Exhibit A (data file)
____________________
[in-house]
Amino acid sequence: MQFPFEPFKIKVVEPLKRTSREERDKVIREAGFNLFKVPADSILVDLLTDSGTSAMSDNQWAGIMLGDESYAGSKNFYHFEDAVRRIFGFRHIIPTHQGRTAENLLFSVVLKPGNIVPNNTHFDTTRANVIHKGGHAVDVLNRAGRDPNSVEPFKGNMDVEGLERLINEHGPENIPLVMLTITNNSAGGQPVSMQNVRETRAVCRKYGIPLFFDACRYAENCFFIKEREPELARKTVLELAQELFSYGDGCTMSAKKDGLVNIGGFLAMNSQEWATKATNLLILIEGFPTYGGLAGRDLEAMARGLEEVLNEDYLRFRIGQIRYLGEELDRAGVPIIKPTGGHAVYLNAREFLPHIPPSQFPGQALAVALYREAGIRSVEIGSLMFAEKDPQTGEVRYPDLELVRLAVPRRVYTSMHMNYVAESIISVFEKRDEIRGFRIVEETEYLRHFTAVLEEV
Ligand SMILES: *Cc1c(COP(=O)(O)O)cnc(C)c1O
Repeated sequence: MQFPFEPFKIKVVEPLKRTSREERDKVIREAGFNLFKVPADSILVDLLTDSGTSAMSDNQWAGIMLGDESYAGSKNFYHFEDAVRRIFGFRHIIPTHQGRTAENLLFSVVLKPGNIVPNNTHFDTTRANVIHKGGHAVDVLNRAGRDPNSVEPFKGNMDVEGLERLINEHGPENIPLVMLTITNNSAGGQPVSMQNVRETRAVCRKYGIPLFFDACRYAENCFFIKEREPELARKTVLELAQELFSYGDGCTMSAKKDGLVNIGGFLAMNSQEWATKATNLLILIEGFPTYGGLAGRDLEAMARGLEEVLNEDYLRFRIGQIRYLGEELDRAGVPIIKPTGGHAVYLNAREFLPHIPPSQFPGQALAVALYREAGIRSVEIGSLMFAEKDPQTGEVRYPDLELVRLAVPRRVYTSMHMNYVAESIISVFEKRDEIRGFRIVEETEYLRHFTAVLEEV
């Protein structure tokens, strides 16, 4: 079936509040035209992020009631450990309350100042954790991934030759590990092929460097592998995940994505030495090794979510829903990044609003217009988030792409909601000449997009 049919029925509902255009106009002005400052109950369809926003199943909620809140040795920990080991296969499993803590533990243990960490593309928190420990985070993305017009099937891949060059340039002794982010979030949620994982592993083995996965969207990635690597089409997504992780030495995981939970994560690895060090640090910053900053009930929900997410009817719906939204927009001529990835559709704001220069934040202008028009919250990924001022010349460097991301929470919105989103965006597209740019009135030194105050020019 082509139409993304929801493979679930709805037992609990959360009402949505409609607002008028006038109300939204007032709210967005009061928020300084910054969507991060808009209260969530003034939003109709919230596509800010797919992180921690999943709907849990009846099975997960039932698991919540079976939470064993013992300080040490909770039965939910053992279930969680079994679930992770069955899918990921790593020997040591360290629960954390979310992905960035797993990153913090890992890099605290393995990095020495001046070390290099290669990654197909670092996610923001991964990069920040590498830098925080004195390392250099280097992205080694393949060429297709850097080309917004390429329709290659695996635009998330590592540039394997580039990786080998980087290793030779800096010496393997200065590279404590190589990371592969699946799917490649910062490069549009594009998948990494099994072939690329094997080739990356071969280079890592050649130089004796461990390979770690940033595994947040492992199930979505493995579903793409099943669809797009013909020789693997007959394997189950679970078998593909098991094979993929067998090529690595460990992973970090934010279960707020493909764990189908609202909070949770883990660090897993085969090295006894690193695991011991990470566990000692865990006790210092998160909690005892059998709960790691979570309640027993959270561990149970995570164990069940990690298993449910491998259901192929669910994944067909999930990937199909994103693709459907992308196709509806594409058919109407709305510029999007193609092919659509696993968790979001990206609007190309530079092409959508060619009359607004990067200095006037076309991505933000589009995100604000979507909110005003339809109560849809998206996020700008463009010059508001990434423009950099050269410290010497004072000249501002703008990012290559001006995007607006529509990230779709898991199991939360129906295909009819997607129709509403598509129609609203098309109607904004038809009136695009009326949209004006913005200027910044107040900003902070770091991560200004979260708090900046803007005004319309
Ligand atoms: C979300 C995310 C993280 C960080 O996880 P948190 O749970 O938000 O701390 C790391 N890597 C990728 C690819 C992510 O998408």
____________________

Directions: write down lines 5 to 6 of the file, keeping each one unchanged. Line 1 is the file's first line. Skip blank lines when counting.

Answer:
């Protein structure tokens, strides 16, 4: 079936509040035209992020009631450990309350100042954790991934030759590990092929460097592998995940994505030495090794979510829903990044609003217009988030792409909601000449997009 049919029925509902255009106009002005400052109950369809926003199943909620809140040795920990080991296969499993803590533990243990960490593309928190420990985070993305017009099937891949060059340039002794982010979030949620994982592993083995996965969207990635690597089409997504992780030495995981939970994560690895060090640090910053900053009930929900997410009817719906939204927009001529990835559709704001220069934040202008028009919250990924001022010349460097991301929470919105989103965006597209740019009135030194105050020019 082509139409993304929801493979679930709805037992609990959360009402949505409609607002008028006038109300939204007032709210967005009061928020300084910054969507991060808009209260969530003034939003109709919230596509800010797919992180921690999943709907849990009846099975997960039932698991919540079976939470064993013992300080040490909770039965939910053992279930969680079994679930992770069955899918990921790593020997040591360290629960954390979310992905960035797993990153913090890992890099605290393995990095020495001046070390290099290669990654197909670092996610923001991964990069920040590498830098925080004195390392250099280097992205080694393949060429297709850097080309917004390429329709290659695996635009998330590592540039394997580039990786080998980087290793030779800096010496393997200065590279404590190589990371592969699946799917490649910062490069549009594009998948990494099994072939690329094997080739990356071969280079890592050649130089004796461990390979770690940033595994947040492992199930979505493995579903793409099943669809797009013909020789693997007959394997189950679970078998593909098991094979993929067998090529690595460990992973970090934010279960707020493909764990189908609202909070949770883990660090897993085969090295006894690193695991011991990470566990000692865990006790210092998160909690005892059998709960790691979570309640027993959270561990149970995570164990069940990690298993449910491998259901192929669910994944067909999930990937199909994103693709459907992308196709509806594409058919109407709305510029999007193609092919659509696993968790979001990206609007190309530079092409959508060619009359607004990067200095006037076309991505933000589009995100604000979507909110005003339809109560849809998206996020700008463009010059508001990434423009950099050269410290010497004072000249501002703008990012290559001006995007607006529509990230779709898991199991939360129906295909009819997607129709509403598509129609609203098309109607904004038809009136695009009326949209004006913005200027910044107040900003902070770091991560200004979260708090900046803007005004319309
Ligand atoms: C979300 C995310 C993280 C960080 O996880 P948190 O749970 O938000 O701390 C790391 N890597 C990728 C690819 C992510 O998408």